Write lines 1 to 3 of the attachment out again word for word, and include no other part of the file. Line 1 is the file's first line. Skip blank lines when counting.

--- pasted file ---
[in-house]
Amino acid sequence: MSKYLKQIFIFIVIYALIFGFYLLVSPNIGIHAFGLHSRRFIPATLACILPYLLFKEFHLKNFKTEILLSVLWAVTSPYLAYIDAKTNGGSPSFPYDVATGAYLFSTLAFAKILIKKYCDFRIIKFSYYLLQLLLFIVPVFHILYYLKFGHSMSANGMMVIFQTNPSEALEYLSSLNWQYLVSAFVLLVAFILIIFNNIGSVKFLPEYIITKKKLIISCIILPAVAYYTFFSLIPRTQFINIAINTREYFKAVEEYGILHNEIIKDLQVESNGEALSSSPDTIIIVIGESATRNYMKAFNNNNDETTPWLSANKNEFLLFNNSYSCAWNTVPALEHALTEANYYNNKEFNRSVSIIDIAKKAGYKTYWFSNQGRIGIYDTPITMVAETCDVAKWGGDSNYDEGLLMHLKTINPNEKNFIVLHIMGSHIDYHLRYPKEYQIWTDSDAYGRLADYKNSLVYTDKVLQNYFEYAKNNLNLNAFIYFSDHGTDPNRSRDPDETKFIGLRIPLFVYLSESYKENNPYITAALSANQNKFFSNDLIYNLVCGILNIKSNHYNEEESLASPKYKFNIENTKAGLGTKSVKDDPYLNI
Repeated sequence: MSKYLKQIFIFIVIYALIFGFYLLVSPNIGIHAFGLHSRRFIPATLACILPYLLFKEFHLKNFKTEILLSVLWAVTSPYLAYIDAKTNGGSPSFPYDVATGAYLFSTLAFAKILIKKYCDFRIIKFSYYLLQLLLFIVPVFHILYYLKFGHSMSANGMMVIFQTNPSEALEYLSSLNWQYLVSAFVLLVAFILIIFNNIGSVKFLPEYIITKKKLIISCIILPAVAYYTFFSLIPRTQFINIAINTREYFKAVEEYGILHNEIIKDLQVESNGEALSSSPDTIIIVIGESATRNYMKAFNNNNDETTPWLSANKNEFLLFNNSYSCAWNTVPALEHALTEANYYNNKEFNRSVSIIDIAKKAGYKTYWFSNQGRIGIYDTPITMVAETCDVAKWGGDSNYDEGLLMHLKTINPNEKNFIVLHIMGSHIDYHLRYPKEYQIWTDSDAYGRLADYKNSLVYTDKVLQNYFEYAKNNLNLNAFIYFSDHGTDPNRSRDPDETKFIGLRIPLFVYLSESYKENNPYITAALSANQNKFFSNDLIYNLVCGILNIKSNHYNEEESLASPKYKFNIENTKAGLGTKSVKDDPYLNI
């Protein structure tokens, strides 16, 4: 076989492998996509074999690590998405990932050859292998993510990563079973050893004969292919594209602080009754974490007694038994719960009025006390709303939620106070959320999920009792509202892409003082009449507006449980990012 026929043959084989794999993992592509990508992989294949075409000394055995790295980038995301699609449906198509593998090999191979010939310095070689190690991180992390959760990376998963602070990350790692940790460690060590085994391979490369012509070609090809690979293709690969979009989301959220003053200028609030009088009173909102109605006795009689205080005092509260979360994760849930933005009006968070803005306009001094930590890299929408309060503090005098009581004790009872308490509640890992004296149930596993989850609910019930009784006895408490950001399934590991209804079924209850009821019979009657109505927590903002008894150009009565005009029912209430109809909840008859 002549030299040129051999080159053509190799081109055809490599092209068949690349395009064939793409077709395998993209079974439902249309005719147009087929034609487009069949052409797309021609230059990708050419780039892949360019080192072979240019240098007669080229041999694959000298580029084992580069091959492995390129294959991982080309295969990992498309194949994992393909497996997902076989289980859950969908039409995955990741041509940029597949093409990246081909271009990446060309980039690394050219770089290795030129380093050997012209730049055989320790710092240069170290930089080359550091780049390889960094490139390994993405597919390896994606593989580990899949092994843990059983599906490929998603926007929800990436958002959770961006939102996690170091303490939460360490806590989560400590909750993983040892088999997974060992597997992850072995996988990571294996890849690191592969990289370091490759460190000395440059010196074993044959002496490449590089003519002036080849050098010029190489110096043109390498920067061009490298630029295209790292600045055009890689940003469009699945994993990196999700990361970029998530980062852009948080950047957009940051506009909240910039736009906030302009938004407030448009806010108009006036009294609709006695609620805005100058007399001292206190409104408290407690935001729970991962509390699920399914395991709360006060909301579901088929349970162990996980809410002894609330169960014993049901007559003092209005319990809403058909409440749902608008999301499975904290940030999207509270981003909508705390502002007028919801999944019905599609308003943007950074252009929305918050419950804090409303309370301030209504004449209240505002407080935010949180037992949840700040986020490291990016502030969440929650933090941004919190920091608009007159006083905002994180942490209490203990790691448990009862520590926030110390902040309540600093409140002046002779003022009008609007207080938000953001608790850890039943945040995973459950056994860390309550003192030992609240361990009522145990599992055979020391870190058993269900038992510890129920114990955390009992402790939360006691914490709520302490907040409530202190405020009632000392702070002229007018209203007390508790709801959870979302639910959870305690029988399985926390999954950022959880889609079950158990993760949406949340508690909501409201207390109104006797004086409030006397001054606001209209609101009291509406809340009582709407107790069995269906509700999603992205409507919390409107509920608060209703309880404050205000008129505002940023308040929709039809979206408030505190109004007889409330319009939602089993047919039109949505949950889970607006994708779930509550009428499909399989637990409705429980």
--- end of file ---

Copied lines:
[in-house]
Amino acid sequence: MSKYLKQIFIFIVIYALIFGFYLLVSPNIGIHAFGLHSRRFIPATLACILPYLLFKEFHLKNFKTEILLSVLWAVTSPYLAYIDAKTNGGSPSFPYDVATGAYLFSTLAFAKILIKKYCDFRIIKFSYYLLQLLLFIVPVFHILYYLKFGHSMSANGMMVIFQTNPSEALEYLSSLNWQYLVSAFVLLVAFILIIFNNIGSVKFLPEYIITKKKLIISCIILPAVAYYTFFSLIPRTQFINIAINTREYFKAVEEYGILHNEIIKDLQVESNGEALSSSPDTIIIVIGESATRNYMKAFNNNNDETTPWLSANKNEFLLFNNSYSCAWNTVPALEHALTEANYYNNKEFNRSVSIIDIAKKAGYKTYWFSNQGRIGIYDTPITMVAETCDVAKWGGDSNYDEGLLMHLKTINPNEKNFIVLHIMGSHIDYHLRYPKEYQIWTDSDAYGRLADYKNSLVYTDKVLQNYFEYAKNNLNLNAFIYFSDHGTDPNRSRDPDETKFIGLRIPLFVYLSESYKENNPYITAALSANQNKFFSNDLIYNLVCGILNIKSNHYNEEESLASPKYKFNIENTKAGLGTKSVKDDPYLNI
Repeated sequence: MSKYLKQIFIFIVIYALIFGFYLLVSPNIGIHAFGLHSRRFIPATLACILPYLLFKEFHLKNFKTEILLSVLWAVTSPYLAYIDAKTNGGSPSFPYDVATGAYLFSTLAFAKILIKKYCDFRIIKFSYYLLQLLLFIVPVFHILYYLKFGHSMSANGMMVIFQTNPSEALEYLSSLNWQYLVSAFVLLVAFILIIFNNIGSVKFLPEYIITKKKLIISCIILPAVAYYTFFSLIPRTQFINIAINTREYFKAVEEYGILHNEIIKDLQVESNGEALSSSPDTIIIVIGESATRNYMKAFNNNNDETTPWLSANKNEFLLFNNSYSCAWNTVPALEHALTEANYYNNKEFNRSVSIIDIAKKAGYKTYWFSNQGRIGIYDTPITMVAETCDVAKWGGDSNYDEGLLMHLKTINPNEKNFIVLHIMGSHIDYHLRYPKEYQIWTDSDAYGRLADYKNSLVYTDKVLQNYFEYAKNNLNLNAFIYFSDHGTDPNRSRDPDETKFIGLRIPLFVYLSESYKENNPYITAALSANQNKFFSNDLIYNLVCGILNIKSNHYNEEESLASPKYKFNIENTKAGLGTKSVKDDPYLNI